Music has always had a powerful impact on society and culture, and it has often been used to convey political and ideological messages. Throughout history, music has been used as a tool for propaganda, to inspire and mobilize people, and to express dissent and resistance. The history of music in China dates back thousands of years, with various forms of music evolving in different dynasties and periods. Ancient Chinese music was primarily used in rituals and ceremonies and was often accompanied by dance. The Chinese have traditionally divided their music into two main categories: “yayue,” which refers to classical court music, and “minyao,” which refers to folk music. Today, Chinese music is a diverse field, incorporating elements of traditional and modern styles, and is enjoyed by people around the world.
Proper Music and Vernacular Music, according to Confucius
Confucius, the ancient Chinese philosopher, believed that music played a crucial role in the moral development of individuals and in the stability and harmony of society. He distinguished between two types of music: proper music and vernacular music. Proper music, also known as court music, was considered to be the traditional and classical music of China. It was typically played on traditional instruments such as the zither, flute, and lute, and it followed strict rules and guidelines for melody, rhythm, and harmony. Confucius believed that proper music had a positive influence on individuals and society, as it could cultivate virtues such as respect, humility, and self-control. On the other hand, vernacular music, also known as popular music, was seen as less refined and less morally uplifting (George, 2019). It was typically played on more modern instruments, such as the guitar, and it followed less strict rules and guidelines. Confucius believed that vernacular music could have a negative influence on individuals and society, as it could promote immorality, disorder, and lack of self-control (Lam, 2001). Generally, according to Confucius, proper music was seen as a tool for moral development and social harmony, while vernacular music was seen as less morally uplifting and could be potentially harmful to the society.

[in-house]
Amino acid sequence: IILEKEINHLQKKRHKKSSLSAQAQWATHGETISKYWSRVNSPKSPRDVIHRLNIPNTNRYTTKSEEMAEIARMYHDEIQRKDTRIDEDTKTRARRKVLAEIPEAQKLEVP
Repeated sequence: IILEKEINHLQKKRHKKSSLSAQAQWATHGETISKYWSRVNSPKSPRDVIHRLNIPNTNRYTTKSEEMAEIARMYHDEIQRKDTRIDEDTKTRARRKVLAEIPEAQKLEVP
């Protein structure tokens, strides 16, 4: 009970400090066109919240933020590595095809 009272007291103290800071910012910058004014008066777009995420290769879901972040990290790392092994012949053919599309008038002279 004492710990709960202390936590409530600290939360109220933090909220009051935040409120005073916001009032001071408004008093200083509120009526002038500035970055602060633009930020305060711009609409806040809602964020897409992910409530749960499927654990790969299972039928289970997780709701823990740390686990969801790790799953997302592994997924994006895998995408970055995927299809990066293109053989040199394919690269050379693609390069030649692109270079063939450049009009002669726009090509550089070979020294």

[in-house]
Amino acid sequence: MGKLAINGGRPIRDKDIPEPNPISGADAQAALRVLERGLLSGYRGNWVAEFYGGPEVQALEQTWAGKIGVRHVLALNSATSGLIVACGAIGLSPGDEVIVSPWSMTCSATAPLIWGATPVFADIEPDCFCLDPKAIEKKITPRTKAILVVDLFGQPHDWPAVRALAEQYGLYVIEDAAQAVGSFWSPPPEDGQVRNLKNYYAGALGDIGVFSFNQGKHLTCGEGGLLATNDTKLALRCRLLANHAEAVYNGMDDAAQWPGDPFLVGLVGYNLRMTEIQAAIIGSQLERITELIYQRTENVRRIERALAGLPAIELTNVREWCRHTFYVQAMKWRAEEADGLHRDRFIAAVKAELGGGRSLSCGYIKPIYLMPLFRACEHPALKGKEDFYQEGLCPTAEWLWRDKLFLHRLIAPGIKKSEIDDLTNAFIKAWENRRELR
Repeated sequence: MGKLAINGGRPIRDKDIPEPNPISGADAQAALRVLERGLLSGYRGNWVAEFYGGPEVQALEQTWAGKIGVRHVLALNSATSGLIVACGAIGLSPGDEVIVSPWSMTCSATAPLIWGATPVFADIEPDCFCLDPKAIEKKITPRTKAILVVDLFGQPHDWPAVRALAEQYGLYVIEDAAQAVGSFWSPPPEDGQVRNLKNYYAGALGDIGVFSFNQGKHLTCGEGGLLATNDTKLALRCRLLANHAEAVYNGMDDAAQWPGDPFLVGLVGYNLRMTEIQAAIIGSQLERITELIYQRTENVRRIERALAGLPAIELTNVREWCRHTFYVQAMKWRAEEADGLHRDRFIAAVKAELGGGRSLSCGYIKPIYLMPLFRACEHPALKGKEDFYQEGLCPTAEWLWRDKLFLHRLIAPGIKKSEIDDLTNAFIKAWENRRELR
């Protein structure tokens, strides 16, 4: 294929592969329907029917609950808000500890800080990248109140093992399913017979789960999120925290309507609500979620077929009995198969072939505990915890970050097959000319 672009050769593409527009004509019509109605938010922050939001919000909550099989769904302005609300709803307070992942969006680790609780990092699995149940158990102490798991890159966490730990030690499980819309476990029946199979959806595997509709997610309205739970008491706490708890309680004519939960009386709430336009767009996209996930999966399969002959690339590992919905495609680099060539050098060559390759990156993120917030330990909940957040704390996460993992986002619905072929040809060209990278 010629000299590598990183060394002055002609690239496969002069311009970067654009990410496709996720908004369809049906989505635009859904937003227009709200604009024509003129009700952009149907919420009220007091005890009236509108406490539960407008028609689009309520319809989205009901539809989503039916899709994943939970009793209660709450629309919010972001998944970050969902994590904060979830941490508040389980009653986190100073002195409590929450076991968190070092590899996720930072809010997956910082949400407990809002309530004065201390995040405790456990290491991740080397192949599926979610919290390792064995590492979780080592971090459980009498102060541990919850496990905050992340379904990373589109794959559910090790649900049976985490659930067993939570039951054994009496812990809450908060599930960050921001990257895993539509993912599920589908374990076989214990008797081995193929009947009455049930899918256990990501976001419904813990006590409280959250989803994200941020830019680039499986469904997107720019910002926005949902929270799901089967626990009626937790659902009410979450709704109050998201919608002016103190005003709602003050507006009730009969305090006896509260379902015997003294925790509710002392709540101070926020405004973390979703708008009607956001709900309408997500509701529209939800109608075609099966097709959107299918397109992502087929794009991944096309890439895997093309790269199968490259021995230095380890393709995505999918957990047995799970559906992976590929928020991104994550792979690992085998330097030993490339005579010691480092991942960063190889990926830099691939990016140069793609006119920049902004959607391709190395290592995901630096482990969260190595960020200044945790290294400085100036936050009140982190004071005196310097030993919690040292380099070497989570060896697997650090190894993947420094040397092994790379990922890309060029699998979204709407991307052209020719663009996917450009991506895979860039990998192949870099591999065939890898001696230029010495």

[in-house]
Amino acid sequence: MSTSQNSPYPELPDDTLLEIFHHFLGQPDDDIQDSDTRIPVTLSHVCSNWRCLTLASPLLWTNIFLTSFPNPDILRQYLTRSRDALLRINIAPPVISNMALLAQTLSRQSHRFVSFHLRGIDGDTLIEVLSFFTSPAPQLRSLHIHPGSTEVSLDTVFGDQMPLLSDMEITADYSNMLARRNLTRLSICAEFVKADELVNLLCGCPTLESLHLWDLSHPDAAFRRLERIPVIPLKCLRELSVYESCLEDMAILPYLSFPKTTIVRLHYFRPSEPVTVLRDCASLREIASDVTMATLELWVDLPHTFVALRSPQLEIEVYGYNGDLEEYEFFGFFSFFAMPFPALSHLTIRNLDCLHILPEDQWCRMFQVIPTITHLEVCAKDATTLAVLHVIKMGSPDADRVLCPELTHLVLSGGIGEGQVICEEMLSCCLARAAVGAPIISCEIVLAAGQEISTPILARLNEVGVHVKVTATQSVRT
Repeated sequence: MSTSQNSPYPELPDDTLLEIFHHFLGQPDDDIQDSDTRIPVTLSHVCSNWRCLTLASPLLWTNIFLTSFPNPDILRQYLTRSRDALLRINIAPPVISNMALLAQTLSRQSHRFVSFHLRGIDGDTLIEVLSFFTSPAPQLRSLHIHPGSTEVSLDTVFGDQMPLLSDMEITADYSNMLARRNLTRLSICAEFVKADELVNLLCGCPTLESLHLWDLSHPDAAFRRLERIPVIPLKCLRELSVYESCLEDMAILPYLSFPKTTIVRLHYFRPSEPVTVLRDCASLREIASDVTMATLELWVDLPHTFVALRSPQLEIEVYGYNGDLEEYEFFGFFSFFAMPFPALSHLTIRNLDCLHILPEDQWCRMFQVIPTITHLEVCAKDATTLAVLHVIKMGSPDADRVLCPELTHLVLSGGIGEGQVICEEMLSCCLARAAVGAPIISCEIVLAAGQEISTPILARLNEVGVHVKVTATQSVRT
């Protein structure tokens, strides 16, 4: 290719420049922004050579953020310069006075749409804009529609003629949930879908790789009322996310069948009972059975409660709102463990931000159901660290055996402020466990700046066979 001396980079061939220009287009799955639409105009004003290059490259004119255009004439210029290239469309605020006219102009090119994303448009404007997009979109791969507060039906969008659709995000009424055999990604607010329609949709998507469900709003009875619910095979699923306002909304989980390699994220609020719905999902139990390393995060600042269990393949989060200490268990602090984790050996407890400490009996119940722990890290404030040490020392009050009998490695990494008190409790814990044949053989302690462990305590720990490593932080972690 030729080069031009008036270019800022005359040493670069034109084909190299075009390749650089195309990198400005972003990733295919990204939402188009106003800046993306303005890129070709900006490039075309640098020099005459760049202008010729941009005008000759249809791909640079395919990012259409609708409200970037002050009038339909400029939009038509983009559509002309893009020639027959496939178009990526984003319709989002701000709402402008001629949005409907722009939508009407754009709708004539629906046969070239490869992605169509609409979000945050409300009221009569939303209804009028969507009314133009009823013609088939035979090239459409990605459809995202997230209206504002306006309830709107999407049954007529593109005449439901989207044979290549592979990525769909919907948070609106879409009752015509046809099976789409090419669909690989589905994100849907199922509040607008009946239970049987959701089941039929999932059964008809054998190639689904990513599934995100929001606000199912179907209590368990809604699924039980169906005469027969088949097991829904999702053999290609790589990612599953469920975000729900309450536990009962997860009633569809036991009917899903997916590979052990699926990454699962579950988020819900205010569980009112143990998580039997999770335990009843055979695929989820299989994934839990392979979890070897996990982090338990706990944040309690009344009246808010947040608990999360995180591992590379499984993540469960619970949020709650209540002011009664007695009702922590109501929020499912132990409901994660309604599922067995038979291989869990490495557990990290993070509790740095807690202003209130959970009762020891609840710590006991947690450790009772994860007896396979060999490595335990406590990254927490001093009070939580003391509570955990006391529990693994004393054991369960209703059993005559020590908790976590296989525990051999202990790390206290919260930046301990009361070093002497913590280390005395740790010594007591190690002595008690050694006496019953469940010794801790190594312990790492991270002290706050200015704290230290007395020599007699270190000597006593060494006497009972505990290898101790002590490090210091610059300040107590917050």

Additionally, Confucius believed that proper music should be studied and performed by those in positions of power, such as government officials and rulers, as it would help them to govern with virtue and righteousness. He also believed that proper music should be played during important ceremonies and rituals, such as weddings and funerals, to create a sense of reverence and solemnity (Mantey & Laade, 1992). In contrast, Confucius believed that vernacular music should be avoided by those in positions of power, as it could lead to moral corruption and a lack of self-control. He also believed that vernacular music should not be played during important ceremonies and rituals, as it would detract from the solemnity and reverence of the occasion.
Music in the Current Generation: Ideological or Moral